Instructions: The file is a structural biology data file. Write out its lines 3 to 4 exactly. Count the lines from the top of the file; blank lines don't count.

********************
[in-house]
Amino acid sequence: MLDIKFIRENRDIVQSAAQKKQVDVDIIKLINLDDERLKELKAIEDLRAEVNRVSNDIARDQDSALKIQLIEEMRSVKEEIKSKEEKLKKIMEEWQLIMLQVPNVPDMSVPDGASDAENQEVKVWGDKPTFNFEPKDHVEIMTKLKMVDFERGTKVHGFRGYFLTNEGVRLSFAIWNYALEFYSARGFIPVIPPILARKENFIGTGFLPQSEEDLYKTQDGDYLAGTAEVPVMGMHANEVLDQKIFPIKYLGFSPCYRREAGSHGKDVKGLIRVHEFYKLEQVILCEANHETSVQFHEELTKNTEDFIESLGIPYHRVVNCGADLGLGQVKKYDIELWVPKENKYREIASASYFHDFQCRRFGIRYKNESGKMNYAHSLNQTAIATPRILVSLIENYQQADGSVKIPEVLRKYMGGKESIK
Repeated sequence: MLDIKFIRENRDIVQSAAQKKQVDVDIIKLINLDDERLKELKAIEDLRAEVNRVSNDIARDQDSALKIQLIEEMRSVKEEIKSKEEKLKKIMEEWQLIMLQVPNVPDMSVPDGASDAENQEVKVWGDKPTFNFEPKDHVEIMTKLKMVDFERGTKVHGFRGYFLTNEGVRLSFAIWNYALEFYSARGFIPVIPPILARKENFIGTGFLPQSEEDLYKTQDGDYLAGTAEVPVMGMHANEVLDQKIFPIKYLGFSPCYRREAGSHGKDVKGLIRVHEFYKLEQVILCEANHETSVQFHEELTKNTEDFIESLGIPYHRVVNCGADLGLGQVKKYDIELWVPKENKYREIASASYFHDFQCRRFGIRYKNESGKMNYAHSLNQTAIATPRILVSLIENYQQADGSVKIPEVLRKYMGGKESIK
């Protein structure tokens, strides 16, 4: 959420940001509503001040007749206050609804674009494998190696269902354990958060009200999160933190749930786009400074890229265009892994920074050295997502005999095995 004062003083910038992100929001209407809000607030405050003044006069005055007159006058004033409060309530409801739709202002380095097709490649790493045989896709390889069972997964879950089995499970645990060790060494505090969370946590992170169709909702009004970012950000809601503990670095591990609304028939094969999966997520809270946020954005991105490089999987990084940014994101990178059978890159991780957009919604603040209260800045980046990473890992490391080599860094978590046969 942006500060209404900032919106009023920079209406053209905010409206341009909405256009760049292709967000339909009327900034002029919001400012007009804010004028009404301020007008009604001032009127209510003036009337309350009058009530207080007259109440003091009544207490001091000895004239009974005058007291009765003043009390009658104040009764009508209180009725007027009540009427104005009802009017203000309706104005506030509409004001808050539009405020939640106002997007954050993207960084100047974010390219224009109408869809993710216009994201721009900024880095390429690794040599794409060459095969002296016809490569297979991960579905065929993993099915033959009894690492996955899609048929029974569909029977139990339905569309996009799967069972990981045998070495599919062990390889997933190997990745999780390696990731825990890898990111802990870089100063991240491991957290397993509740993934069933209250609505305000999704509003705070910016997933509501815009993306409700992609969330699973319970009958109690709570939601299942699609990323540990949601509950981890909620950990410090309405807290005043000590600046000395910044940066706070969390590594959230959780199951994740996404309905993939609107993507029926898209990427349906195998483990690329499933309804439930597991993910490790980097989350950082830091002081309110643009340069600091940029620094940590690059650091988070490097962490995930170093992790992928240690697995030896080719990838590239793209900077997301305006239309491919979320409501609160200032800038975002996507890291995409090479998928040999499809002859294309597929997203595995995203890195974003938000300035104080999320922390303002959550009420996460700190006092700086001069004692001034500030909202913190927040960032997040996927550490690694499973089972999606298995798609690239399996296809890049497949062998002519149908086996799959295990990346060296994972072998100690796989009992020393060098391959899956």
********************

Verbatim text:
Repeated sequence: MLDIKFIRENRDIVQSAAQKKQVDVDIIKLINLDDERLKELKAIEDLRAEVNRVSNDIARDQDSALKIQLIEEMRSVKEEIKSKEEKLKKIMEEWQLIMLQVPNVPDMSVPDGASDAENQEVKVWGDKPTFNFEPKDHVEIMTKLKMVDFERGTKVHGFRGYFLTNEGVRLSFAIWNYALEFYSARGFIPVIPPILARKENFIGTGFLPQSEEDLYKTQDGDYLAGTAEVPVMGMHANEVLDQKIFPIKYLGFSPCYRREAGSHGKDVKGLIRVHEFYKLEQVILCEANHETSVQFHEELTKNTEDFIESLGIPYHRVVNCGADLGLGQVKKYDIELWVPKENKYREIASASYFHDFQCRRFGIRYKNESGKMNYAHSLNQTAIATPRILVSLIENYQQADGSVKIPEVLRKYMGGKESIK
């Protein structure tokens, strides 16, 4: 959420940001509503001040007749206050609804674009494998190696269902354990958060009200999160933190749930786009400074890229265009892994920074050295997502005999095995 004062003083910038992100929001209407809000607030405050003044006069005055007159006058004033409060309530409801739709202002380095097709490649790493045989896709390889069972997964879950089995499970645990060790060494505090969370946590992170169709909702009004970012950000809601503990670095591990609304028939094969999966997520809270946020954005991105490089999987990084940014994101990178059978890159991780957009919604603040209260800045980046990473890992490391080599860094978590046969 942006500060209404900032919106009023920079209406053209905010409206341009909405256009760049292709967000339909009327900034002029919001400012007009804010004028009404301020007008009604001032009127209510003036009337309350009058009530207080007259109440003091009544207490001091000895004239009974005058007291009765003043009390009658104040009764009508209180009725007027009540009427104005009802009017203000309706104005506030509409004001808050539009405020939640106002997007954050993207960084100047974010390219224009109408869809993710216009994201721009900024880095390429690794040599794409060459095969002296016809490569297979991960579905065929993993099915033959009894690492996955899609048929029974569909029977139990339905569309996009799967069972990981045998070495599919062990390889997933190997990745999780390696990731825990890898990111802990870089100063991240491991957290397993509740993934069933209250609505305000999704509003705070910016997933509501815009993306409700992609969330699973319970009958109690709570939601299942699609990323540990949601509950981890909620950990410090309405807290005043000590600046000395910044940066706070969390590594959230959780199951994740996404309905993939609107993507029926898209990427349906195998483990690329499933309804439930597991993910490790980097989350950082830091002081309110643009340069600091940029620094940590690059650091988070490097962490995930170093992790992928240690697995030896080719990838590239793209900077997301305006239309491919979320409501609160200032800038975002996507890291995409090479998928040999499809002859294309597929997203595995995203890195974003938000300035104080999320922390303002959550009420996460700190006092700086001069004692001034500030909202913190927040960032997040996927550490690694499973089972999606298995798609690239399996296809890049497949062998002519149908086996799959295990990346060296994972072998100690796989009992020393060098391959899956």